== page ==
If you’re envisioning having a lap-pet, a rabbit might not be right for you. In general, rabbits don’t like being held, and they may think a predator has grabbed them if you pick them up. And rabbits should not be thought of as “children’s pets.” Families with children can enjoy the companionship of a rabbit, but the primary caregiver for a rabbit should always be an adult. The HSUS strongly advises that parents or guardians wait until kids are older before the family adopts a rabbit.
Proper nutrition in the correct amounts is vital for a rabbit’s well-being. The staple of a rabbit’s diet is fiber. As grazing animals, rabbits need to have an unlimited supply of fresh hay daily. It should make up to 80 to 90 percent of a rabbit’s diet. These should be grass hays. Good types of grass hay for rabbits are timothy, orchard grass, brome, and oat hay. You can feed your rabbits either one type or a mixture of different grass hays.
Alfalfa hay is not a good choice for an adult rabbit, since it’s a legume, not a grass, and is too rich to be fed daily. Alfalfa can be given to rabbits once in a while as a treat. Rabbits under one year of age can be fed alfalfa hay, but as they get older, they should be switched to grass hay, especially if they are also fed alfalfa pellets. Timothy hay pellets can be given to bunnies in small quantities. Look for pellets with a high ?ber content—the higher, the better. Do not buy the rabbit pellets with dried corn, nuts, and seeds added, because those foods can potentially be very harmful to rabbits.
Buy the freshest hay possible and check for the presence of mold or dust, which could make your rabbit sick.
What else should rabbits eat? Depending on what she was eating before you adopted her, keep in mind that rabbits have very sensitive digestive tracts. The transition to hay or pellets, or the introduction of new fruits and vegetables, must be done gradually to allow her system to adjust.
Rabbits count vegetables and herbs among their favorite foods. Most greens found in a supermarket are safe for rabbits, with a few limitations and exceptions. No more than two cups daily of fresh vegetables should be given to adult rabbits. Dwarf breeds and rabbits under five pounds should get just one cup of fresh veggies per day. A variety of two or three vegetables is ideal. Add one new vegetable at a time, and watch for signs of loose stool or diarrhea. Certain vegetables can be given every day, while others should be fed sparingly, one or two times a week. Do not feed your rabbit potatoes, corn, beans, seeds, or nuts. These foods are dif?cult for rabbits to digest and can cause serious digestive problems.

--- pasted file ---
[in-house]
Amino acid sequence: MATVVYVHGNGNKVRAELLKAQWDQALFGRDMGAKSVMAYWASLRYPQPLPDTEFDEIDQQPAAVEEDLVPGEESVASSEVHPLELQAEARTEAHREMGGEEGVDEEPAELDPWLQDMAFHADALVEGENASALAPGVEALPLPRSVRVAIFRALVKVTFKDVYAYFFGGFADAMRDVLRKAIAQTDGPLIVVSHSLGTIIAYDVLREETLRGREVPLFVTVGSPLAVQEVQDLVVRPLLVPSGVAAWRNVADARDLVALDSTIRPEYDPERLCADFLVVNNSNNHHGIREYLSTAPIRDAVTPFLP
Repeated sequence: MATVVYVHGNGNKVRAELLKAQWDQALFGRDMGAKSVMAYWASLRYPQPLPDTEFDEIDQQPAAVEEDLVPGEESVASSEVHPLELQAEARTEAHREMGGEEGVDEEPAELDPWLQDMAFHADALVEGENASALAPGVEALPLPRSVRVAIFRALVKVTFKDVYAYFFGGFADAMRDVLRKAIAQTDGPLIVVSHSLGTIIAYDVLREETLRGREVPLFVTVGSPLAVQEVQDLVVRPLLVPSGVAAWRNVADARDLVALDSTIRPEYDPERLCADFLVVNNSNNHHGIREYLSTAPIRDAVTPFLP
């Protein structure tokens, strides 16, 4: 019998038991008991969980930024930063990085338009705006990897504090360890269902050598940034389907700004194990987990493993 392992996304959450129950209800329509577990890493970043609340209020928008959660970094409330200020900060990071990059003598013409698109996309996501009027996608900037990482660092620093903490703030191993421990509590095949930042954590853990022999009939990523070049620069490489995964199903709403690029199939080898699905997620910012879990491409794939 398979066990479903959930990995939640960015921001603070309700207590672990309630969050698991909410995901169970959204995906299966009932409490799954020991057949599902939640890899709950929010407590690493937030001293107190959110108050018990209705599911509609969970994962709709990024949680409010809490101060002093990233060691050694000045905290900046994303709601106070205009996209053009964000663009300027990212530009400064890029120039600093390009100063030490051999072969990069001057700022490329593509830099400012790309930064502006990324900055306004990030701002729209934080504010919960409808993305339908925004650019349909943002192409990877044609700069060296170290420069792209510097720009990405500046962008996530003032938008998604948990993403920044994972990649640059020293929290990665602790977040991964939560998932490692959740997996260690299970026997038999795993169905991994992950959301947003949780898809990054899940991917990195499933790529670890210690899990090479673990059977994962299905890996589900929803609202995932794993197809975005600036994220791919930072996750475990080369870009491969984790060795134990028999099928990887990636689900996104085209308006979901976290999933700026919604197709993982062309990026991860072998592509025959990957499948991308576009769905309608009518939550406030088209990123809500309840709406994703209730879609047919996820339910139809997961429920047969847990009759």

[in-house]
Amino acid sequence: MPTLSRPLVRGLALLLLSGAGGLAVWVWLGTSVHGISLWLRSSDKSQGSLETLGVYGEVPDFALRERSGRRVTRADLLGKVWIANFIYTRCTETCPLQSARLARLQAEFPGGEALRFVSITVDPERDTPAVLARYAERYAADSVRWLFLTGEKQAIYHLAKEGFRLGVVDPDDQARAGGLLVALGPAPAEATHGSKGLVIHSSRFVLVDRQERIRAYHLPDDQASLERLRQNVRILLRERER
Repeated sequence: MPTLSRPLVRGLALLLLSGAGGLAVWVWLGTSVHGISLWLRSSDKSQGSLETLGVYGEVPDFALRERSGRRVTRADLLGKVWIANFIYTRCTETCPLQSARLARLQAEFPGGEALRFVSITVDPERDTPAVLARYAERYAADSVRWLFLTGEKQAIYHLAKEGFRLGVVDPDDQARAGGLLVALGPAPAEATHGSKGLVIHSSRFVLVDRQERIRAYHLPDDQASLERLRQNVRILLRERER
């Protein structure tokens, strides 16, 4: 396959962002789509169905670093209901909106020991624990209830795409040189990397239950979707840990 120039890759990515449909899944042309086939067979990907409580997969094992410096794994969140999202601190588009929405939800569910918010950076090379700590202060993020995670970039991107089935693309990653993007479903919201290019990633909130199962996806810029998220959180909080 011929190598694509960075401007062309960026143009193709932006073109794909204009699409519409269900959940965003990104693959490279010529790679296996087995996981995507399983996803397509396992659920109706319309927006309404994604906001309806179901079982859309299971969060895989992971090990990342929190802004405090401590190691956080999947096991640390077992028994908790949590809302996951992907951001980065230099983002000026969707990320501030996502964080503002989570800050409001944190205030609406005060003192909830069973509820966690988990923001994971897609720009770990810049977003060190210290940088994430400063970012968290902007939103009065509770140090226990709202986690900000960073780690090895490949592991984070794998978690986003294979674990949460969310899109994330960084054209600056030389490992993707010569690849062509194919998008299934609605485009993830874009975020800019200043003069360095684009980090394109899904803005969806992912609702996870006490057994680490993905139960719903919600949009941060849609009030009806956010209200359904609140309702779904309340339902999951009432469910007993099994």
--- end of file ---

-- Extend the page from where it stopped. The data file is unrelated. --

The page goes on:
Vegetables like carrot tops, cucumbers, lettuce, and brussels sprouts can be fed daily to your rabbit. Only give vegetables like carrots, spinach, chard, and kale one or two times a week. Fruit should be introduced slowly, one at a time, and only given once or twice a week. Some fruit rabbits can eat oranges, bananas, plums, and grapes.
Foods to avoid giving your rabbit are all human treats, iceberg lettuce, nuts, and beans.
These food lists are not exhaustive. Before feeding your rabbit any new food, make sure the food is a healthy and wise choice.
Fresh water should be given in an unlimited supply to your pet rabbit, and it should be changed daily. It should be in a container that is cleaned with soap and water every few days. Water bottles aren’t easy to clean and can be difficult for rabbits to use, so bowls are better (a heavy, ceramic bowl that doesn’t tip easily is ideal).
If your rabbit runs in circles, lays in your lap, or hops up onto you, there’s a very good chance they loves you. A rabbit’s ideal owner is one who understands everything it takes to provide them a healthy and happy home, including the time and space to dedicate to an active pet that enjoys cuddling. As long as you know what to expect from a pet rabbit, they have the potential to be a wonderful addition to the family.
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